Historical revisionism is cancel culture

By Dean Jose Mari Tirol

It was on this day 49 years ago that a man announced that he had signed a decree two days prior, placing the Philippines under Martial Law. Thus began his formal process of perpetuating himself in power through “legal” means, i.e. rule by law.

His heirs have a singular goal: to return to power. They aspire to do this by riding on his alleged achievements, rehabilitating his image and reputation, reestablishing his myth, and transforming him into a saint.

They and their supporters argue that one cannot have a valid opinion about him and Martial Law if one was not yet around at that time. This of course is logically unsound: the facts about Marcos and his regime have been established by historians, the Supreme Court, and by ordinary people who were more than just eyewitnesses to his excesses and abuses.

It is also legally unsound: judges are expected to not have any personal knowledge of the facts of the cases before them, but legitimately decide these cases based on facts presented to them by the parties.

As well as contrary to common sense: we were all literally present when we were born. But none of us have any personal recollection of the circumstances of our birth. Does that mean that our parents’ stories and recollections to us are false?

So it is clear that there is a concerted effort to play down and even twist established facts and to replace these with half-truths and lies.

But we must recognize that each one of us has the right to freely express ourselves. Nevertheless, we must also admit that the said right is not unbridled as it comes with responsibilities. Since some of our countrymen do not have the time and/or patience for critical thinking or even common sense.

We must also acknowledge that history is not set in stone. If new facts (in legal language, “newly discovered evidence”) are discovered, these must also be appreciated even if these will affect our long-held beliefs. But in the case of Marcos and Martial Law, their apologists and promoters have simply spewed new opinions but have not alleged any newly discovered facts.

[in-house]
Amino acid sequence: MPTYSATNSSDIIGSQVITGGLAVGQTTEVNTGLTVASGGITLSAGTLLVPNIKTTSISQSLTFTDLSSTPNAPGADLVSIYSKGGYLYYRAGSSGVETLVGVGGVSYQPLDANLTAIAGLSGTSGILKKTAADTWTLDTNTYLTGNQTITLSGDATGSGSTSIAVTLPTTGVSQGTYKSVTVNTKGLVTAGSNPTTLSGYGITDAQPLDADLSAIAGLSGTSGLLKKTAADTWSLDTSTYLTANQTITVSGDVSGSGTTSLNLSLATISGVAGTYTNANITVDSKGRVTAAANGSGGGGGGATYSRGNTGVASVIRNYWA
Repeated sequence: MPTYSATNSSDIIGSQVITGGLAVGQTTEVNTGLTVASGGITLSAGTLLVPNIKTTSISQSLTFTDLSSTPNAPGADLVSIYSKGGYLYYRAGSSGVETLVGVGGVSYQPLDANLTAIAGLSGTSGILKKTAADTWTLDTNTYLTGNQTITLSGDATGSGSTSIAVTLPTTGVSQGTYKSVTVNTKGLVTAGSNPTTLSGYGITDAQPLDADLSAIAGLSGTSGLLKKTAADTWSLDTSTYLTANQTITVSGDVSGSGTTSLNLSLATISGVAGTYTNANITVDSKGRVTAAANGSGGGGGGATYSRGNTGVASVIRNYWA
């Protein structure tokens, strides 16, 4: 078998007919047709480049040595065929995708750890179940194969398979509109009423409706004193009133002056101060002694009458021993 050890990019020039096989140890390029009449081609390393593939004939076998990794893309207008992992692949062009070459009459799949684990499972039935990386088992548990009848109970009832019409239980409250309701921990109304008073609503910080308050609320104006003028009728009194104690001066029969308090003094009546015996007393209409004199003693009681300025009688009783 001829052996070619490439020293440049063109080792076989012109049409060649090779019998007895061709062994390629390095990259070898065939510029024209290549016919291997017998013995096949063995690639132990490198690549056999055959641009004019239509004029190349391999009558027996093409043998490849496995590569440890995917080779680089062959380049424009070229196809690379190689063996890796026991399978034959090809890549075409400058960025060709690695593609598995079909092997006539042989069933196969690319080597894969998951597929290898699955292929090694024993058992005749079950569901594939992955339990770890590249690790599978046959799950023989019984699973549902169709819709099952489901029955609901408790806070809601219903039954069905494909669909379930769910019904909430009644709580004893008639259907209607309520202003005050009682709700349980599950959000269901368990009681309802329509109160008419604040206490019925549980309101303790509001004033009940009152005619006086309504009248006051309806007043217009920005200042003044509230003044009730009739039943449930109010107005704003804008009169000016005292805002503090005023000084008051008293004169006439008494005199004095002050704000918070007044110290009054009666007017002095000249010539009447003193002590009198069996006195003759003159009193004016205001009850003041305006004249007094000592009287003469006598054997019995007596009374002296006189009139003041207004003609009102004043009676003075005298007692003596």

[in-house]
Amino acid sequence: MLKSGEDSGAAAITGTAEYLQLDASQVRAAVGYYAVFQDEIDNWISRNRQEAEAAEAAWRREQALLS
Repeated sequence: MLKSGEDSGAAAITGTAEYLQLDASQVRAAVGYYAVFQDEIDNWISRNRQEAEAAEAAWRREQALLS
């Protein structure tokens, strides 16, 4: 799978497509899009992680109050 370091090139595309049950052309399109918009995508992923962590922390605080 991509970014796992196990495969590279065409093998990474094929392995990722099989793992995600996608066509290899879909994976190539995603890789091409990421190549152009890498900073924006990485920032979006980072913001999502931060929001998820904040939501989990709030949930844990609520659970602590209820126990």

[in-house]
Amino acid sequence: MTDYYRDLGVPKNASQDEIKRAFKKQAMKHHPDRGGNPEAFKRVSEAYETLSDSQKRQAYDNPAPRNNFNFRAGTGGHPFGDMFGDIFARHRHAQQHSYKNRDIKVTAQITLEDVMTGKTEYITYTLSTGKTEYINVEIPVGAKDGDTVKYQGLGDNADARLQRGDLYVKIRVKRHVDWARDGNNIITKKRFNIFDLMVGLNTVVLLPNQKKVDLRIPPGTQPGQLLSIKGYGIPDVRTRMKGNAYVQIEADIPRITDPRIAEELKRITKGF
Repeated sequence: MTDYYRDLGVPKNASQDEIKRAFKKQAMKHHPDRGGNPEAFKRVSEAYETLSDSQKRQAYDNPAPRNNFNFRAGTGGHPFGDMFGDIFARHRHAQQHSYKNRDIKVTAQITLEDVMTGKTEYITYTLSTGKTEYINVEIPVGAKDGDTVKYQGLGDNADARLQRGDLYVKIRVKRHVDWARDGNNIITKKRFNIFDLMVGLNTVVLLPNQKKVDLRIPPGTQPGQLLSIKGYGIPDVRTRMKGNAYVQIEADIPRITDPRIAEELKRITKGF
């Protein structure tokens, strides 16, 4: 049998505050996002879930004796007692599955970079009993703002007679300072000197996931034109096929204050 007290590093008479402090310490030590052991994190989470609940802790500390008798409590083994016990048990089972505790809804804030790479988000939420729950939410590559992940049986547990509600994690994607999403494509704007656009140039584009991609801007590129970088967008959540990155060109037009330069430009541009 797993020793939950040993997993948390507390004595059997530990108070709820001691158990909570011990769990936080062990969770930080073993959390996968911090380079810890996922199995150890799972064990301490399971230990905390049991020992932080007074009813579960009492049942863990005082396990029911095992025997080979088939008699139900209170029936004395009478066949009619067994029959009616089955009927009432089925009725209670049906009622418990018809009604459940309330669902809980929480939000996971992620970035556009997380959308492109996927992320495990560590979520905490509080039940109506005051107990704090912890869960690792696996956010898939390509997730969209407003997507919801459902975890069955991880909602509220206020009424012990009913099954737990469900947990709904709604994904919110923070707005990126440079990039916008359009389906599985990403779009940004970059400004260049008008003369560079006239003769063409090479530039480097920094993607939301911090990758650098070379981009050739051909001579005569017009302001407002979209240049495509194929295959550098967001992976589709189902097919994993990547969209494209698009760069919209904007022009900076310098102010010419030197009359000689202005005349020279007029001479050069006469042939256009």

The Supreme Court, in many cases, recognized the many truths about Marcos, the Martial Law years, and his entire term as President from 1965-1986. The Court arrived at these truths in conformity with the rules of evidence, and despite the efforts of the Marcoses and their side to render the same inadmissible. To stifle them.

I cannot memorize all these cases as they are too many, but I will cite one- Ocampo et al. v. Enriquez et al. (2016), the relatively recent SC decision affirming Pres. Duterte’s decision to allow the burial of Pres. Marcos in the Libingan ng mga Bayani. While the SC affirmed Duterte, it nonetheless emphasized that Marcos is not a hero:

“… our nation’s history will not be instantly revised by a single resolve of President Duterte, acting through the public respondents, to bury Marcos at the LNMB… the lessons of Martial Law are already engraved, albeit in varying degrees, in the hearts and minds of the present generation of Filipinos. As to the unborn, it must be said that the preservation and popularization of our history is not the sole responsibility of the Chief Executive; it is a joint and collective endeavor of every freedom-loving citizen of this country.”

“… a joint and collective endeavor of every freedom-loving citizen of this country” – our collective endeavor and responsibility. But to reiterate, it is unfortunate that many of our countrymen do not have the time or the inclination to engage in critical thinking and discernment.

Nevertheless, I do not think that this would justify “canceling” anybody simply because they espouse views that are contrary to our own. Otherwise, what would differentiate us from them, who seek to erase the truth about Marcos and Martial Law? What would distinguish us from Duterte whose words oftentimes results in the literal canceling of the lives of activists, alleged drug addicts, and communists without due process of law?

Besides, canceling is not consistent with #NeverForget, which is one of the recognized slogans about the Marcos years (aside from #NeverAgain). And it does not address the root cause of the problem, which can be solved only by educating our countrymen about our rights and obligations as citizens, the necessity of discernment or at least common sense, and to not uncritically rely on so-called influencers and thought leaders to analyze and digest things for them.